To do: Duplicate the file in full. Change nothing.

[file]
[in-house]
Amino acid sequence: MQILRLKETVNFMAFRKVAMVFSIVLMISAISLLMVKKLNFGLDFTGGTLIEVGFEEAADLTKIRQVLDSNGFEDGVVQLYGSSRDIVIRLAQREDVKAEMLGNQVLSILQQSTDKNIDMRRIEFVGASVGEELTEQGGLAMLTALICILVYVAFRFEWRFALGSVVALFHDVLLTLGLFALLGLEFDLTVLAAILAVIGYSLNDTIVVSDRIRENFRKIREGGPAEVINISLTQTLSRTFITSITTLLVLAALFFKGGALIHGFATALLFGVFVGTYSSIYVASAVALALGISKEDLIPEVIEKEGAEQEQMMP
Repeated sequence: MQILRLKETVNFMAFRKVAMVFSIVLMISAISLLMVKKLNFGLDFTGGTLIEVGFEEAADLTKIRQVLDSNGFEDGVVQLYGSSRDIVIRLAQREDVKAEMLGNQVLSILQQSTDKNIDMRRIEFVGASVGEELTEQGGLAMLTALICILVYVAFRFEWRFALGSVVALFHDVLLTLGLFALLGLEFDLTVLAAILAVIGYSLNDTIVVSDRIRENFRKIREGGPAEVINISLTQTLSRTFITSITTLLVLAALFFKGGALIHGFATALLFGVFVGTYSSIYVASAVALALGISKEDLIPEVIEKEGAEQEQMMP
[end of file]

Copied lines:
[in-house]
Amino acid sequence: MQILRLKETVNFMAFRKVAMVFSIVLMISAISLLMVKKLNFGLDFTGGTLIEVGFEEAADLTKIRQVLDSNGFEDGVVQLYGSSRDIVIRLAQREDVKAEMLGNQVLSILQQSTDKNIDMRRIEFVGASVGEELTEQGGLAMLTALICILVYVAFRFEWRFALGSVVALFHDVLLTLGLFALLGLEFDLTVLAAILAVIGYSLNDTIVVSDRIRENFRKIREGGPAEVINISLTQTLSRTFITSITTLLVLAALFFKGGALIHGFATALLFGVFVGTYSSIYVASAVALALGISKEDLIPEVIEKEGAEQEQMMP
Repeated sequence: MQILRLKETVNFMAFRKVAMVFSIVLMISAISLLMVKKLNFGLDFTGGTLIEVGFEEAADLTKIRQVLDSNGFEDGVVQLYGSSRDIVIRLAQREDVKAEMLGNQVLSILQQSTDKNIDMRRIEFVGASVGEELTEQGGLAMLTALICILVYVAFRFEWRFALGSVVALFHDVLLTLGLFALLGLEFDLTVLAAILAVIGYSLNDTIVVSDRIRENFRKIREGGPAEVINISLTQTLSRTFITSITTLLVLAALFFKGGALIHGFATALLFGVFVGTYSSIYVASAVALALGISKEDLIPEVIEKEGAEQEQMMP